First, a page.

We all take flying for granted. There are rules that we follow and we expect a certain level of expertise to be offered by the airline staff, ground crews and flight crews of our airlines. However, we often forget how much of a logistical nightmare air travel really is. Next time you try to get the kids in the minivan for a trip down to your local park, imagine that you need to herd 10-20 times as many people and that they all have strange belongings that they must have with them.
Now don’t get me wrong; I am not trying to suggest that the person checking you in is some sort of saint, all I am trying to say is: Try putting yourself in their shoes for a while.
I heard one of the most honest announcements of all time at Gen Mitchell airport in Milwaukee a few months back. A flight to New York had been delayed due to inclement weather and flight control had not pushed back the subsequent flight. The person working the gate for that subsequent flight got on the PA near the time of boarding and warned the passengers that their flight was likely going to delayed, which it ended up being. That is the kind of honesty that I admire, the kind that sets expectations so that customers are not surprised and dissapointed.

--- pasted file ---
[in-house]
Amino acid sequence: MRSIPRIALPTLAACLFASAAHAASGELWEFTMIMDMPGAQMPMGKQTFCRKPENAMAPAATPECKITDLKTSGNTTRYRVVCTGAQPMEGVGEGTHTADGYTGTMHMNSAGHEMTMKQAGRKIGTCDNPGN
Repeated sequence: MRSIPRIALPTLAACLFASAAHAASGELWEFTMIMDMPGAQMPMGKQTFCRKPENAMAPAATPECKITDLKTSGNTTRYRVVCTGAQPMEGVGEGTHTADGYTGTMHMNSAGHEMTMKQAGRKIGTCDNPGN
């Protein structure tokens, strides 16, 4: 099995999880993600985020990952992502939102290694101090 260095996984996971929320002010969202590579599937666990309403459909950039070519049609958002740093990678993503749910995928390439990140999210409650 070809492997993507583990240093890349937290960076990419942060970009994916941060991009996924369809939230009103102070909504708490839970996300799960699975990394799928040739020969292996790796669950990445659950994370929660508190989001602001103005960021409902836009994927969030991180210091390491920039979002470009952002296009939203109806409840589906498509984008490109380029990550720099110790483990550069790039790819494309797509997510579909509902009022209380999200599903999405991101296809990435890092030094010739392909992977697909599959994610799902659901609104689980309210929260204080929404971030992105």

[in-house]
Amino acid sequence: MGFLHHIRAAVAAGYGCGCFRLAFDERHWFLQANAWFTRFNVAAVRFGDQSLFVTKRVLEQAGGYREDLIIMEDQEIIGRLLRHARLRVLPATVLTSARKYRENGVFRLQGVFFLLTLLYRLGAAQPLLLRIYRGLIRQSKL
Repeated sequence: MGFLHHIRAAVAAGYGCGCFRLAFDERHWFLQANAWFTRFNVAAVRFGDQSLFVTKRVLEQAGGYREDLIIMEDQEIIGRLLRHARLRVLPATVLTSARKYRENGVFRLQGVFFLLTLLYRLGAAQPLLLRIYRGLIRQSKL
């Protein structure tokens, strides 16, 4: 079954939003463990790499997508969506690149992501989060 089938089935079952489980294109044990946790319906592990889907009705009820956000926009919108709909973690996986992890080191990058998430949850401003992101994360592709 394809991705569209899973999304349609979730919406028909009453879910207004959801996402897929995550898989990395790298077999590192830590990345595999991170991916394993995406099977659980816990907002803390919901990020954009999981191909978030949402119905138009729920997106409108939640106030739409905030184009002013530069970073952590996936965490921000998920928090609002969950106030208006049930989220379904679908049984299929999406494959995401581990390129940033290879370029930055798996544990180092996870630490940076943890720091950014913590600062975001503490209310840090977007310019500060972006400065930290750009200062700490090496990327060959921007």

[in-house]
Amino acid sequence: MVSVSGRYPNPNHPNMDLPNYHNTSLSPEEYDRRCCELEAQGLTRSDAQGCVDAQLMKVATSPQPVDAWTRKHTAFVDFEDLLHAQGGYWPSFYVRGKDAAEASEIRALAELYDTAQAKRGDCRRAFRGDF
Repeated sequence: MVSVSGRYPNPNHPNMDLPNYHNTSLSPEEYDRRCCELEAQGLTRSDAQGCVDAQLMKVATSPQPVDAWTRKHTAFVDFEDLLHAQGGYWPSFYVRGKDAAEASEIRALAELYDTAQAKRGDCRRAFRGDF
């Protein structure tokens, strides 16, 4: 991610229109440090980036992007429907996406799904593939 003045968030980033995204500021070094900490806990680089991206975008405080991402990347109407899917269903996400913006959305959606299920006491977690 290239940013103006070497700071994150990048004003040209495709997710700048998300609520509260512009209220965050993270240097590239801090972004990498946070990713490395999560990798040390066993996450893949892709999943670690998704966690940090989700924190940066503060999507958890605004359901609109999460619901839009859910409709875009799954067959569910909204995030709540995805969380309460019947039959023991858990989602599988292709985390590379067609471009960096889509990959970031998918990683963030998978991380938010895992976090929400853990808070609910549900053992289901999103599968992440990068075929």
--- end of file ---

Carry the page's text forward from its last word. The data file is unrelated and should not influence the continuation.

A few days earlier a flight I took was about 20 minutes late to board. This is not a big deal in my book. What bothered me was that even after the boarding time had passed, no update was given and the time for boarding displayed remained the same. That just seems like an insult to customers’ intelligence.
If I could put my, and I believe many others’ expectations into a single word, it would be: Respect. Respect me enough not to show me incorrect information. Respect me enough to just go ahead and tell me when a flight is going to be late. I don’t think that is too much to ask.
A frustrated traveler